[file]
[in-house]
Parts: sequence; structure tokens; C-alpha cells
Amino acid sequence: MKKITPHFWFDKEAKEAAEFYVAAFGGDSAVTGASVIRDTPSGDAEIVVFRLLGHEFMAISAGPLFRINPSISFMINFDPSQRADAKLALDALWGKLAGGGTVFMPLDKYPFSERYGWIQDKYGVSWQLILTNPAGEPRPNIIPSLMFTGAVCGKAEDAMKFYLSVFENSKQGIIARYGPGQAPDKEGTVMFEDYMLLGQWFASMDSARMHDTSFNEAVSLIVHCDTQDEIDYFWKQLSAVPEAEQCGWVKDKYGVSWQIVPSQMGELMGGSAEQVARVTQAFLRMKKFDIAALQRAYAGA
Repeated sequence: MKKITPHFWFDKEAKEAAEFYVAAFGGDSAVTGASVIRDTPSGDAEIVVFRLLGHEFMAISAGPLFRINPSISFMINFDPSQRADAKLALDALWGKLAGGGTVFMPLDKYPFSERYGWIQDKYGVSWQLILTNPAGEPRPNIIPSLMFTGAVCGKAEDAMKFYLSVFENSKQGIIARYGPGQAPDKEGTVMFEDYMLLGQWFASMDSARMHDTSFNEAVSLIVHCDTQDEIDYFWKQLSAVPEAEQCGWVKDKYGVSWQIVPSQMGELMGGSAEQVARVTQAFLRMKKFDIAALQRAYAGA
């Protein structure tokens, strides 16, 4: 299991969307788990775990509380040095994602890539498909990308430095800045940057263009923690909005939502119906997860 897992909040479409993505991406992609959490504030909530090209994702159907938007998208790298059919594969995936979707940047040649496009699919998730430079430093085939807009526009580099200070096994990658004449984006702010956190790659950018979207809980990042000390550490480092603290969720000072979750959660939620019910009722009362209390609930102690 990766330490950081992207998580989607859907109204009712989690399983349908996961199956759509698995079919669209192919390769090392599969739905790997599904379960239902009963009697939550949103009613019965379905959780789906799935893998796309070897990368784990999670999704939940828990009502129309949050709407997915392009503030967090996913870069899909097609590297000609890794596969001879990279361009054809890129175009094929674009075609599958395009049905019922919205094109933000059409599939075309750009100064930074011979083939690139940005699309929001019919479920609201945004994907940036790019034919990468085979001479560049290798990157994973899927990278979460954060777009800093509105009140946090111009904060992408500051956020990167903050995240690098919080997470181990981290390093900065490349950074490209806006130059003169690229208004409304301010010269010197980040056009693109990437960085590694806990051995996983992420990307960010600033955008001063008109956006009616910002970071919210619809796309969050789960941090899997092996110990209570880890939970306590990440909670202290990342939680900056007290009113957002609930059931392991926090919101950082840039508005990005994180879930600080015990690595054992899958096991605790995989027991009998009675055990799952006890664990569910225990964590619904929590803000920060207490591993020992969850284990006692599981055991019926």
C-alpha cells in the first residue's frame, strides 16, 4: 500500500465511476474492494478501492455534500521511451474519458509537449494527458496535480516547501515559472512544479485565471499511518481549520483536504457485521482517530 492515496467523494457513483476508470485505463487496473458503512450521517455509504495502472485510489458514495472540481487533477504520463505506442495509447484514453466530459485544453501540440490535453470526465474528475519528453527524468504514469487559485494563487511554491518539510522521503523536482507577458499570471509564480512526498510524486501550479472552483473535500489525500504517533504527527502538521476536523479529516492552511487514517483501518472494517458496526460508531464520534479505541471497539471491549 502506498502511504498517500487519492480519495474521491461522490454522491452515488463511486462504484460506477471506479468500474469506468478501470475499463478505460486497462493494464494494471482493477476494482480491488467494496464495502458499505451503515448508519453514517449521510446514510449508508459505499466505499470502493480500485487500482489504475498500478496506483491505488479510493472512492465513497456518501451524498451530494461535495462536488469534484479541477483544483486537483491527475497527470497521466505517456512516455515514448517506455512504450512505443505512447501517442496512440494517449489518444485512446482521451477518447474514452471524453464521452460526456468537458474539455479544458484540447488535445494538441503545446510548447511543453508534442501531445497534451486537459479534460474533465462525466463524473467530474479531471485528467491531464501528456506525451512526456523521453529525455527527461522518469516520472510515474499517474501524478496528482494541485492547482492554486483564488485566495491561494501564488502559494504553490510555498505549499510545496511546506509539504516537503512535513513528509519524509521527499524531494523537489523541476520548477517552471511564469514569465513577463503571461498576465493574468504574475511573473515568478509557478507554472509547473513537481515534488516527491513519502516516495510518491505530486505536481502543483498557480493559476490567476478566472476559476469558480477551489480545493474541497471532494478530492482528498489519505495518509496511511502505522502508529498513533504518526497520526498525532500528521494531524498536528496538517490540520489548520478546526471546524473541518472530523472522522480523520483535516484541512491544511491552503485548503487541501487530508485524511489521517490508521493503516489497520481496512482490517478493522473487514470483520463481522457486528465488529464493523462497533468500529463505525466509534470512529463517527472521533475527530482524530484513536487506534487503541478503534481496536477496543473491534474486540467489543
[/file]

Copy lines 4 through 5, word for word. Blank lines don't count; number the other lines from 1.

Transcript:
Repeated sequence: MKKITPHFWFDKEAKEAAEFYVAAFGGDSAVTGASVIRDTPSGDAEIVVFRLLGHEFMAISAGPLFRINPSISFMINFDPSQRADAKLALDALWGKLAGGGTVFMPLDKYPFSERYGWIQDKYGVSWQLILTNPAGEPRPNIIPSLMFTGAVCGKAEDAMKFYLSVFENSKQGIIARYGPGQAPDKEGTVMFEDYMLLGQWFASMDSARMHDTSFNEAVSLIVHCDTQDEIDYFWKQLSAVPEAEQCGWVKDKYGVSWQIVPSQMGELMGGSAEQVARVTQAFLRMKKFDIAALQRAYAGA
């Protein structure tokens, strides 16, 4: 299991969307788990775990509380040095994602890539498909990308430095800045940057263009923690909005939502119906997860 897992909040479409993505991406992609959490504030909530090209994702159907938007998208790298059919594969995936979707940047040649496009699919998730430079430093085939807009526009580099200070096994990658004449984006702010956190790659950018979207809980990042000390550490480092603290969720000072979750959660939620019910009722009362209390609930102690 990766330490950081992207998580989607859907109204009712989690399983349908996961199956759509698995079919669209192919390769090392599969739905790997599904379960239902009963009697939550949103009613019965379905959780789906799935893998796309070897990368784990999670999704939940828990009502129309949050709407997915392009503030967090996913870069899909097609590297000609890794596969001879990279361009054809890129175009094929674009075609599958395009049905019922919205094109933000059409599939075309750009100064930074011979083939690139940005699309929001019919479920609201945004994907940036790019034919990468085979001479560049290798990157994973899927990278979460954060777009800093509105009140946090111009904060992408500051956020990167903050995240690098919080997470181990981290390093900065490349950074490209806006130059003169690229208004409304301010010269010197980040056009693109990437960085590694806990051995996983992420990307960010600033955008001063008109956006009616910002970071919210619809796309969050789960941090899997092996110990209570880890939970306590990440909670202290990342939680900056007290009113957002609930059931392991926090919101950082840039508005990005994180879930600080015990690595054992899958096991605790995989027991009998009675055990799952006890664990569910225990964590619904929590803000920060207490591993020992969850284990006692599981055991019926």